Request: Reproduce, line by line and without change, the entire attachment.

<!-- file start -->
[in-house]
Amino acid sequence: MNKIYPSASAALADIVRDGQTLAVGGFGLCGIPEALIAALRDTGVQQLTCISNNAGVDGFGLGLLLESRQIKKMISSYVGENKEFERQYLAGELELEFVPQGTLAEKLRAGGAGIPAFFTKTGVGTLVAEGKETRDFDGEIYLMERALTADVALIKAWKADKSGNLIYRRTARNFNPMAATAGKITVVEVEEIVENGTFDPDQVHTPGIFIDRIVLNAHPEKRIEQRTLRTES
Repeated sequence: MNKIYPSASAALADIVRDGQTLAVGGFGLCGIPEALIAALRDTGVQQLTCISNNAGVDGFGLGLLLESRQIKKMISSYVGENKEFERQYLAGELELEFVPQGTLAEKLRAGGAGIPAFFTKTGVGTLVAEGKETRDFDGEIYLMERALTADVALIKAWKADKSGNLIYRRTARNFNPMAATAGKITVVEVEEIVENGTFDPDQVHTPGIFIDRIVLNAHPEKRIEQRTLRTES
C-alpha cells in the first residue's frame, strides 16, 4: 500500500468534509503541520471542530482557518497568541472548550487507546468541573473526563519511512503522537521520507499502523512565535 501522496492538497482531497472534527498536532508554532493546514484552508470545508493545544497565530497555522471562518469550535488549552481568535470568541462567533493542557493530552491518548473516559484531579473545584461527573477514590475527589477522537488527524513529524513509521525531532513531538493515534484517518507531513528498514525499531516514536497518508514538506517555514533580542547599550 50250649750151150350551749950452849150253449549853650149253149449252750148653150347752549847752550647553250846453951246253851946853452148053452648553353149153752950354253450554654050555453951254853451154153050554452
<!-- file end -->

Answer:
[in-house]
Amino acid sequence: MNKIYPSASAALADIVRDGQTLAVGGFGLCGIPEALIAALRDTGVQQLTCISNNAGVDGFGLGLLLESRQIKKMISSYVGENKEFERQYLAGELELEFVPQGTLAEKLRAGGAGIPAFFTKTGVGTLVAEGKETRDFDGEIYLMERALTADVALIKAWKADKSGNLIYRRTARNFNPMAATAGKITVVEVEEIVENGTFDPDQVHTPGIFIDRIVLNAHPEKRIEQRTLRTES
Repeated sequence: MNKIYPSASAALADIVRDGQTLAVGGFGLCGIPEALIAALRDTGVQQLTCISNNAGVDGFGLGLLLESRQIKKMISSYVGENKEFERQYLAGELELEFVPQGTLAEKLRAGGAGIPAFFTKTGVGTLVAEGKETRDFDGEIYLMERALTADVALIKAWKADKSGNLIYRRTARNFNPMAATAGKITVVEVEEIVENGTFDPDQVHTPGIFIDRIVLNAHPEKRIEQRTLRTES
C-alpha cells in the first residue's frame, strides 16, 4: 500500500468534509503541520471542530482557518497568541472548550487507546468541573473526563519511512503522537521520507499502523512565535 501522496492538497482531497472534527498536532508554532493546514484552508470545508493545544497565530497555522471562518469550535488549552481568535470568541462567533493542557493530552491518548473516559484531579473545584461527573477514590475527589477522537488527524513529524513509521525531532513531538493515534484517518507531513528498514525499531516514536497518508514538506517555514533580542547599550 50250649750151150350551749950452849150253449549853650149253149449252750148653150347752549847752550647553250846453951246253851946853452148053452648553353149153752950354253450554654050555453951254853451154153050554452